February 05, 2006
Hummus / Hommus / Hoummos
I never really know quite how to spell it. Certainly, some of the variety of spelling comes from whether you are translating from Greek, Arabic, Armenian, Hebrew, or any of the languages from throughout the regions where the dish is consumed. I tend toward the most popular spelling, hummus, but I'm happy to eat it in any language.
Hummus is fantastically cheap and easy to make, and a little goes a long way. It is a favourite snack, alongside vegetables or pita bread for dipping, or smeared across a tortilla in a callous disregard for each cuisine's autonomy - or, fusion, as we like to say here on the west coast. I even have it on toast, for breakfast now and then. It packs easily for lunches, makes a terrific afterschool/work snack, and if you don't use an enormous amount of olive oil, it's a fairly healthy way to sneak a little non-meat protein into your life, your kids, your household. Plus, with raw garlic in there, I'm convinced that I'm getting some great health benefits, too.
There are an awful lot of different recipes out there, too. I've tried a lot of variations: with tahini, with nut-butter, with green herbs, with a miscellany of spices. I've made it fat-free, low fat, high fat, and with yoghurt. I tried Orangette's White Bean Hummus to my great delight, and I am quite likely to make a batch of hummus starting from dried chickpeas that I cook myself. However, I like to keep a can or two of the beans in my pantry, so that I can whip this most simple one up at almost literally a moment's notice. It's a lot leaner than the varieties that you get in Greek restaurants, but that's my intention. I'm happy to eat the rich stuff when I go out; at home, I want a dependable, tasty workhorse-recipe that doesn't go straight for the thighs.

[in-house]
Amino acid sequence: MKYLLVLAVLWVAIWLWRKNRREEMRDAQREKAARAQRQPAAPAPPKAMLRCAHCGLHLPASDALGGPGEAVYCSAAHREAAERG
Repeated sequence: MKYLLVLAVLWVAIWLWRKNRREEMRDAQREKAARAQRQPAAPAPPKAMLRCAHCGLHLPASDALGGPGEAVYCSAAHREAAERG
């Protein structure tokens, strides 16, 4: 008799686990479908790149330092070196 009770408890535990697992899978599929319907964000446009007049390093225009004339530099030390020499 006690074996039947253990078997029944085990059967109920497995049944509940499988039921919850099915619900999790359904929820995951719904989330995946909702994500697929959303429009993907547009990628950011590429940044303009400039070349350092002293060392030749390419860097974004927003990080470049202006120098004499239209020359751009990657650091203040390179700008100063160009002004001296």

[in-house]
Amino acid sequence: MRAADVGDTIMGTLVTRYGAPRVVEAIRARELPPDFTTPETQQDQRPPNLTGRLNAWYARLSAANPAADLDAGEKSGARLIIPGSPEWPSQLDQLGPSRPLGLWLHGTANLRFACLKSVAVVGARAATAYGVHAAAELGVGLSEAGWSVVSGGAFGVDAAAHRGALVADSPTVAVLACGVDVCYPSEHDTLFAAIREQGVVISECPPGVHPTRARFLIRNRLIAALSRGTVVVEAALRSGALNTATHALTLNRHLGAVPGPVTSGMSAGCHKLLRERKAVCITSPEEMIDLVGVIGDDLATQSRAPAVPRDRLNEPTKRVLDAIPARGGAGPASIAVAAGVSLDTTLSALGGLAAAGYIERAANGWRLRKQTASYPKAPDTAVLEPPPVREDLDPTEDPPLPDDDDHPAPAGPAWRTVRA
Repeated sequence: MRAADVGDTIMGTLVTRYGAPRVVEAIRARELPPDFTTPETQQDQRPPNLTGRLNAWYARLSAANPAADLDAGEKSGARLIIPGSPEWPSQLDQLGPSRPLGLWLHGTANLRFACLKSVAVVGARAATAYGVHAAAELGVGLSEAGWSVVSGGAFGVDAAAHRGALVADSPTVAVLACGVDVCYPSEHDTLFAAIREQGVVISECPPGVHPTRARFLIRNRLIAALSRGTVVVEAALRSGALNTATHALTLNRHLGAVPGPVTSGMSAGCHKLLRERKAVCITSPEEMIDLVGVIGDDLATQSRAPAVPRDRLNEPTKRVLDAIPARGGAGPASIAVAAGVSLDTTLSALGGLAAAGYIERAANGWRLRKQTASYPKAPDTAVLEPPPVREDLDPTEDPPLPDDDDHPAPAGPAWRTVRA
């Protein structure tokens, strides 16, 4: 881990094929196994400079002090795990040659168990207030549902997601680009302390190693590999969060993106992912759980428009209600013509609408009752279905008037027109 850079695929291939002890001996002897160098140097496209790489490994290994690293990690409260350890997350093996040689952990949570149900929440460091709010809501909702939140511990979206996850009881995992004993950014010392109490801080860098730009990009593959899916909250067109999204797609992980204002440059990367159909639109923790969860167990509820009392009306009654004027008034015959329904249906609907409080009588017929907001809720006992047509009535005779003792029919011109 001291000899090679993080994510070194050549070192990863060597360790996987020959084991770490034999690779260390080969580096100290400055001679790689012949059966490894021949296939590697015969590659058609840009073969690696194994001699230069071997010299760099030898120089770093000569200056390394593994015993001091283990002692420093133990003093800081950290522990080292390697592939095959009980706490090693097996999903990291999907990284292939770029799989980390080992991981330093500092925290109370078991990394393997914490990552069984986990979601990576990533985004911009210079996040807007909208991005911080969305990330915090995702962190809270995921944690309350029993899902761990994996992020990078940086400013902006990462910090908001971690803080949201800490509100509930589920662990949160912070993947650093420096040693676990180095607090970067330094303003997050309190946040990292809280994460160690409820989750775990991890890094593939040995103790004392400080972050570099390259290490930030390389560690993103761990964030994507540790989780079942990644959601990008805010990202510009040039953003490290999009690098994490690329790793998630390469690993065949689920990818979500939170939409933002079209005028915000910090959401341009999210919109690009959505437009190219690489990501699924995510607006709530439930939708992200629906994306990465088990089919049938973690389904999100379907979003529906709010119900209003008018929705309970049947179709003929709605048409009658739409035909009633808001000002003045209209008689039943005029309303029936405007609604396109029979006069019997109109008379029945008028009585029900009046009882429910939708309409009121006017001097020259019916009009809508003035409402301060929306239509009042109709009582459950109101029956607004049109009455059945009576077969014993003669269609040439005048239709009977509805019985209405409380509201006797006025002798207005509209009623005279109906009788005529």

Hummus from the Pantry
1 19 oz. can of chickpeas/garbanzo beans, drained - liquid reserved
2 cloves of garlic
1/2 lemon - juice only
1 tablespoon the best-tasting extra virgin olive oil you can afford (optional)
pinch ground cumin
pinch ground cayenne
In the belly of your food-processor, blender, or Multi-Quick chopper container (guess what I got for Christmas?), place the drained chickpeas, peeled garlic, lemon juice, spices, and olive oil. Pulse, chop, or blend on a low setting until the mixture resembles coarse meal. Add about 1/3 cup of reserved liquid from the chickpeas, and process again. Stop, scrape the edges of the bowl, and continue to process until the mixture is smooth and creamy. If the mixture is very, very thick, add a little more of either the reserved liquid or fresh water, and continue to process.
If you are not using the olive oil, you will need to add a little extra water/liquid, as the dip will firm up considerably in the fridge. The goal is for a creamy consistency about the thickness of a sour cream-based chip dip, or a loose mayonnaise.
Taste, adjust for seasoning if necessary (I seldom add salt if I am using canned chickpeas) and remove to a lidded container to store in the fridge until needed. This makes about two cups.
Serve in a bowl with a sprinkle of cayenne or paprika, and, if you're feeling fancy, a little anointing of olive oil. Provide flatbreads or vegetables to scoop it up.
If you are using a blender, you will probably have to stop and scrape a little more than if you are using one of the other tools, but you will get a very fine texture, which is to be prized.